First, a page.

The only argument defendant advances on appeal to sustain his contention that he was prejudiced is that it limited his ability to cross-examine the witness, Mary Henry. In his brief he says that the only reason he requested the transcript was for the purpose of impeaching her as to her identification of defendant and her identification of the gun.

With respect to Mary Henry's identification of defendant as being one of the robbers, the thrust of defendant's cross-examination was that the witness had failed to identify defendant in a lineup conducted about two weeks after the robbery. At both trials, Mary Henry frankly admitted that she could not identify defendant as being anyone she had seen in a lineup. At both trials she said that if she had ever seen defendant in a lineup she did not recognize him. We have examined the record of both of the transcripts that defendant brings forward and conclude that there was nothing more that defendant could have elicited on that point if he had had the first transcript. We must note also that, although defendant testified in his own behalf, he offered no evidence that he was ever placed in a lineup. There was no evidence from *277 either the State or the defendant that defendant was in a lineup viewed by Mary Henry.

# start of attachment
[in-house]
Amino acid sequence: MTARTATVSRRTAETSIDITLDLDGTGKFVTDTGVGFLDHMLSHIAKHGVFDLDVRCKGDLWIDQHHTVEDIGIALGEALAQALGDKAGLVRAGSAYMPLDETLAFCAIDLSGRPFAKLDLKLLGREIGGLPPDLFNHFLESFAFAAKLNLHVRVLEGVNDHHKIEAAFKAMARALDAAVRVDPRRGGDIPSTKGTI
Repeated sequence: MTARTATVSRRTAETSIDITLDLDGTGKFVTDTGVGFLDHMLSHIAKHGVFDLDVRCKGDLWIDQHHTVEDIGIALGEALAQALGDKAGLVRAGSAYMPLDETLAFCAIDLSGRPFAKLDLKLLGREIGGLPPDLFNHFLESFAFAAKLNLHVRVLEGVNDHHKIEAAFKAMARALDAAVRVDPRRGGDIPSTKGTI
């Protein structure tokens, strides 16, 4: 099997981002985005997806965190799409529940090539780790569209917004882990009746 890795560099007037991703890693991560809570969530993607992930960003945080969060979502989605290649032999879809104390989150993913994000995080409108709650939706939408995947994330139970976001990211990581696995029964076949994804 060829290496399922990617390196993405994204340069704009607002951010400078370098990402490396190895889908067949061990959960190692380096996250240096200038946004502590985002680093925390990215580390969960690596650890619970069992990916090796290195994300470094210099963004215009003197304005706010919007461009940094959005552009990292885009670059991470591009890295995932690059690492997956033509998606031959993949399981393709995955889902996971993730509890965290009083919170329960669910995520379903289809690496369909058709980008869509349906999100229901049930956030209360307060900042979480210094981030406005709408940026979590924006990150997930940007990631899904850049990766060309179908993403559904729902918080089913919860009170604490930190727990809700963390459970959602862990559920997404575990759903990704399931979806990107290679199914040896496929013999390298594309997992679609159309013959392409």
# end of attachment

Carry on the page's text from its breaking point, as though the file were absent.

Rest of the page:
Defendant's counsel also cross-examined the witness about her identification of the shotgun. While being examined by the State at the first trial, the following took place:

"Q. What type of gun was it? A. It appeared to be a shotgun MR. COGSWELL: Objection. Move to strike. COURT: Overruled. Q. Can you describe the shotgun? A. Well, I was very frightened and I'm not sure that I can describe the gun. I mean I'm just not sure."

At the second trial defendant cross-examined the witness as follows:

"Q. Mrs. Henry, do you recall testifying previously in this matter that you couldn't identify that gun when you saw it in the previous matter? A. (Pause) Q. You being here previously and testifying? A. No. Q. You were shown that gun but you said you couldn't identify it, do you recall that? MR. ANDERSON: Objection. COURT: Overruled. A. No, sir. Q. You don't recall sitting on that stand and saying I'm not sure that I can identify that gun? A. I don't remember whether I said that or not, I mean it's similar. Well, I mean I only saw it for a few seconds. He had the gun. I can't be absolutely sure. I didn't have my hands on that gun, he did. I have seen the gun once before I came here and testified and now. The second time I have seen it was here today."